Clickimin Broch

Sunday morning is evidently not the time to visit Lerwick. Other than the helpful tourist information centre, everything was closed. I checked out Fort Charlotte, and am sorry to say I was somewhat unimpressed – a few walls and cannons but not much to really hold my interest.

Somerfield supermarket back near the campsite was at least open so I was able to get some breakfast and stock up on food.

It’s a bit of a culture shock nothing being open – I guess I’m used to London life but when you think Lerwick is the “big smoke” of the whole of Shetland, I wonder how people manage! Then again I suppose it’s not so different to how a lot of towns across Britain were 20 odd years ago before Sunday trading took off.

So after something of a slow start to the day, I got a bus down to Jarlshof, the viking settlement. This I was really impressed with, more so than I thought I would be. As the audio guide (one of those walk around with headphones efforts) pointed out, I was viewing several thousand years worth of architectural history, some of which was unique to the North Isles and North West Scotland. I hope I get the chance to see Mousa Broch while I’m up here, which is the best preserved Broch around here (Brochs are old cylindrical forts unique to this region).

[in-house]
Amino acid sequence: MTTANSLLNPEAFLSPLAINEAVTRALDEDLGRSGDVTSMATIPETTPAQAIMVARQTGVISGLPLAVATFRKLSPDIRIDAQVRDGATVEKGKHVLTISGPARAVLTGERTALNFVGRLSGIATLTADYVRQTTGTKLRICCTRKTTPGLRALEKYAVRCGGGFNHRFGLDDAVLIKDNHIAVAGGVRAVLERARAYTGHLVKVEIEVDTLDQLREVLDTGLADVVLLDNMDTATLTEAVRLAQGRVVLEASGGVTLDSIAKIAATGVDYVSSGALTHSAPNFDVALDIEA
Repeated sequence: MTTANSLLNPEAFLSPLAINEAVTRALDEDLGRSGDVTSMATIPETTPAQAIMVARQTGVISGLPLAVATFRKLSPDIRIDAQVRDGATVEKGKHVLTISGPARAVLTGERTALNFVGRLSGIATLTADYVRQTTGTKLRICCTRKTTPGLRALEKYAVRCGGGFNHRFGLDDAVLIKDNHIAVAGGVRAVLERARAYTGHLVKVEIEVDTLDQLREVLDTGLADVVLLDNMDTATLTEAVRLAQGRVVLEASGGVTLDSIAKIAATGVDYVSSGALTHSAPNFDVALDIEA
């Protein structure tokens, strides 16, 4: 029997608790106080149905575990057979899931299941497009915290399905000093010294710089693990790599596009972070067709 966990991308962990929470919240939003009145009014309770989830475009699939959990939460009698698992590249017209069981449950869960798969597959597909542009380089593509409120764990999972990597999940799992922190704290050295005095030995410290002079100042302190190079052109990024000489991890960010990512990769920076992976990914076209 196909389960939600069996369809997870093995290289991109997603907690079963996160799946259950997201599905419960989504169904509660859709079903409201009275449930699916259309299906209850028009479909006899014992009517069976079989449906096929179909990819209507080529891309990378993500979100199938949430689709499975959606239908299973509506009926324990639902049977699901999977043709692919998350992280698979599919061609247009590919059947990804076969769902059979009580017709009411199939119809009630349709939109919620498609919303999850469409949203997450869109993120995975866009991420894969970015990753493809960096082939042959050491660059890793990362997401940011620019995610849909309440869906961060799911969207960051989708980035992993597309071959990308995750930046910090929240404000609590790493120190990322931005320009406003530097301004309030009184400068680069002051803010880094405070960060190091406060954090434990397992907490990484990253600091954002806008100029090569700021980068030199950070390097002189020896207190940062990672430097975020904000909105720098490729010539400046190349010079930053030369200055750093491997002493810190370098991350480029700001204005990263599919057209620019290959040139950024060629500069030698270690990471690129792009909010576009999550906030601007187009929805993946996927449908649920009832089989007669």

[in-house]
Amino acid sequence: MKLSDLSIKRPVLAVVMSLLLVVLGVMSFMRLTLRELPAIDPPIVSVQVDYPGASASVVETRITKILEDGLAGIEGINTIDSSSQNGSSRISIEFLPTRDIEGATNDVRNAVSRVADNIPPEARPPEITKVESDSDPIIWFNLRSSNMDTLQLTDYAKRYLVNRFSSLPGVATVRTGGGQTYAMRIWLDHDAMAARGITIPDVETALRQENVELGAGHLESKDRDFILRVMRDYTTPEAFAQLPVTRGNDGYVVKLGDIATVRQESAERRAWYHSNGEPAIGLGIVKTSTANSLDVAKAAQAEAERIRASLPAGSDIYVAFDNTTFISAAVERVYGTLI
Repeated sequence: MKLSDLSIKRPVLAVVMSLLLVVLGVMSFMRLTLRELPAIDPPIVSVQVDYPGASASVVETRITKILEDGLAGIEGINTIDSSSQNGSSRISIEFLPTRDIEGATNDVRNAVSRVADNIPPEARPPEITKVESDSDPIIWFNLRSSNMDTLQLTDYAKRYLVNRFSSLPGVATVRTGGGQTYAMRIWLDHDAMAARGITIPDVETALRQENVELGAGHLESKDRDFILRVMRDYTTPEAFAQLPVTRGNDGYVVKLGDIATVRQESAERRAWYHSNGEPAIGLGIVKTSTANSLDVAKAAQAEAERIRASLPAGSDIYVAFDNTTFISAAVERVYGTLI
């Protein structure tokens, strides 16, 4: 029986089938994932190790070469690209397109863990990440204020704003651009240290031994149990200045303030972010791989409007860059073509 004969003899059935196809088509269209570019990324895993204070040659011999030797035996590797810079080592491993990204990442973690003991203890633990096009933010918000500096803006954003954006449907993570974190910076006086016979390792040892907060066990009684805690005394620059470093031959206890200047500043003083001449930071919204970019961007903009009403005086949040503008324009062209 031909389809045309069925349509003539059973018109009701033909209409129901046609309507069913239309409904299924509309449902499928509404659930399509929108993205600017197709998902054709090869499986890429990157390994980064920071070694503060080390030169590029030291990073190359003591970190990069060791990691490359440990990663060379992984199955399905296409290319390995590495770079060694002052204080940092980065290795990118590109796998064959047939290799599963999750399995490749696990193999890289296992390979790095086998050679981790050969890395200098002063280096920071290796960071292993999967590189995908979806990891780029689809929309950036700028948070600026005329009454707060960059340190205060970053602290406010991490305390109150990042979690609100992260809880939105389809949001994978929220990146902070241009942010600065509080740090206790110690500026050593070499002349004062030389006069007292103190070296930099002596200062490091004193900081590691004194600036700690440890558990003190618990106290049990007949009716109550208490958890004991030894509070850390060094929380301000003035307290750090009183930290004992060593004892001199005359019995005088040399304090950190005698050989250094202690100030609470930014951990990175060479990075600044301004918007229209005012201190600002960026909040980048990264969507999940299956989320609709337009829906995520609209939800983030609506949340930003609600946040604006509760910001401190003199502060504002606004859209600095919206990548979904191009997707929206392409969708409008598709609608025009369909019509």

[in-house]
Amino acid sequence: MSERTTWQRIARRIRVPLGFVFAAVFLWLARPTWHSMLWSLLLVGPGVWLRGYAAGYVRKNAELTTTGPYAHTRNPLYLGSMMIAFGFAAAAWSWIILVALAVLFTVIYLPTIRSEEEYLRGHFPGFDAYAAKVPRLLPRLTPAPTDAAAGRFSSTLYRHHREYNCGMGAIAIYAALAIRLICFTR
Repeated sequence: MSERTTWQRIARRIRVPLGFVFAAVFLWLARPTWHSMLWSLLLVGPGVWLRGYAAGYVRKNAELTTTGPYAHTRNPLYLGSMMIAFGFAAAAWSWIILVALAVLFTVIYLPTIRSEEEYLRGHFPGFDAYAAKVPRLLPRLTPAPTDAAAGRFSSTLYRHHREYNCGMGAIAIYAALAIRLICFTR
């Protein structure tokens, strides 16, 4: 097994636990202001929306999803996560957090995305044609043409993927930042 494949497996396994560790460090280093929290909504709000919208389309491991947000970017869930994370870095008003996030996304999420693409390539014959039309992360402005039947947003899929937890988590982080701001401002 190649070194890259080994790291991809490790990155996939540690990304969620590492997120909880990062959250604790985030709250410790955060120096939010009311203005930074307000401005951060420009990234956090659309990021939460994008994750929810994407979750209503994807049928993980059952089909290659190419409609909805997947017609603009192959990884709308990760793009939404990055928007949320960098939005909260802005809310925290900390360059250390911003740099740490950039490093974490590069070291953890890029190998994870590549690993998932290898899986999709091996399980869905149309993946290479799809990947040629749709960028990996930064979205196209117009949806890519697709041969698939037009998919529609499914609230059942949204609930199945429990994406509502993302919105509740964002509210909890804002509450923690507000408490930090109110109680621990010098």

Jarlshof

Just as I’d finished looking around Jarlshof, it started raining. It got heavier and heavier as I walked to the puffin colony at Sumburgh head. Impossible to believe it’s June, it felt like the lake district in March. Still though the walk to Sumburgh head was well worth it, I saw plenty of puffins, all looking very cute because they tend to look a little sad! On the way there some other birds (arctic terns?) were trying to attack me, I’d obviously ventured too near their nesting ground and they were squawking like mad and trying to dive bomb me – first time I’d experienced anything like it!

A Puffin at Sumbrugh Head

I sheltered from the rain at a bus stop but had a rather depressing 50 minute wait for a bus back to Lerwick – to be expected in this part of the world I suppose, and although they’re infrequent they do seem reliable.

Arrived absolutely drenched back at my tent and realised I could be in for a tough three weeks! The tent was leaking a little, obviously wasn’t built to withstand Shetland rain. This got me down a bit, not even one camping night into the holiday – would I have to give up and stay in B&Bs from here on?

I dropped my bag off and wandered back into town and mercifully found an Indian restaurant open for dinner. The food and service were distinctly average, as my guidebook warned “Shetland is no place for Gastronomes”.

Afterwards I checked out the number one drinking establishment in Lerwick, “The Lounge”, which is a little shabby but in a nice way, and attracts a good crowd. Really I was just grateful to be out of the rain for a bit.

The Lounge Lerwick

The Lounge, Lerwick

On the way back to the campsite I saw an estate agent where they had a 2 bedroom mid terrace for sale at £50k – having been dreaming of getting onto the property ladder in the South of England for years it made me wonder if I was just looking in the wrong place!